Honeydew Review: An atmospheric trek into the weird that won’t be for everyone
Writer/director Devereux Milburn brings viewers into an atmospheric trek into the unfathomably strange with his feature directorial debut Honeydew.
Early on, it’s easy to see that Milburn utilizes stylistic perspectives, sharp cuts, and John Mehrmann’s weird as hell score very effectively to create an eerie, unsettling atmosphere. His use of split-screen perspective to show multiple actions happening at once or two different reactions to something helps give a fuller picture on what’s happening and the characters. There’s a great moment in the beginning when it introduces the film’s central couple Sam (Sawyer Spielberg) and Rylie (Malin Barr) that shows their different quirks and interests. The sharp, fast cuts do a great job at catching you off guard and never lets you settle into what’s happening. The most effective element of Honeydew’s eerie atmosphere is easily Mehrmann’s score as it instantly unsettles you with its odd tone and strange sounds.
On an atmospheric level, there’s plenty to be unsettled by in watching Honeydew, the same, however, can’t be said when it comes to the story. The story of a young couple finding shelter in the home of an eccentric old woman only to find something much more disturbing isn’t that far off for a solid horror story. Honestly, the big terrifying turn it takes in the final act and the whole idea of the story is very akin to Texas Chainsaw Massacre with some amped up disturbed weirdness. However, the execution of the strangeness of Honeydew is ultimately what creates a big disconnect to the characters and what the hell is happening.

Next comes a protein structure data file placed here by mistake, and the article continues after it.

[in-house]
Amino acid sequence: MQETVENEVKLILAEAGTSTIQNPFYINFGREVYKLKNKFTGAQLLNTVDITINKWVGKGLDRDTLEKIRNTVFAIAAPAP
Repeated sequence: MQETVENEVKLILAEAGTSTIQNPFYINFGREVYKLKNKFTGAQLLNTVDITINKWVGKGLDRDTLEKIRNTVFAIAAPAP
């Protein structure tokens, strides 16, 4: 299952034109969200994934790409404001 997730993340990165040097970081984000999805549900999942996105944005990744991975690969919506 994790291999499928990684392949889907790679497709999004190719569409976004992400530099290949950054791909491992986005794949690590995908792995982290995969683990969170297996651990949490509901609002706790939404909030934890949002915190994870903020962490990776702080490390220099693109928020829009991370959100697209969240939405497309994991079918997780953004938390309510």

With how the film throws in cartoon animation and has its characters act strange or have weird interactions with each other, the film is just constantly trying too hard to boggle your mind rather than give you something to connect to. Sam and Rylie are meant to seem like a couple, but their snide remarks towards each other and lack of real chemistry make it tough to connect with them. Not to mention, they have such strange interactions with each other and their reactions to situations just make them fit in with the strangeness rather than be really alarmed by it so there’s no sense of normalcy to gravitate towards or makes the weirdness seem out of the ordinary. To be fair, the whole cast works in their roles incredibly well and stays committed from start to finish.
It’s big turn and reveal also has a solid hook to it and brings all the seemingly obscure weirdness together in an interesting way. However, it takes way too long to get there and doesn’t feel as satisfying because by the time it gets to it, you’re already so disconnected from the film. It leaves viewers in the dark for far too long and only makes you ponder what the hell is even going on. By the time you get answers, you’ve asked yourself what’s happening dozens of times and never gain that special connection to Sam and Rylie to feel scared for them when things go bad. Also, it’s sad to say that the antagonists themselves are just unremarkable and vastly pale in comparison to more memorable horrifying family clans in the genre.
There’s certainly a lot to appreciate for horror fans looking for effective atmospheric horrors with the great technical elements and innate weirdness that Milburn brings with Honeydew. For anyone else though, it’s simply going to be an odd viewing experience with characters and a story that’s tough to connect with and truly enjoy.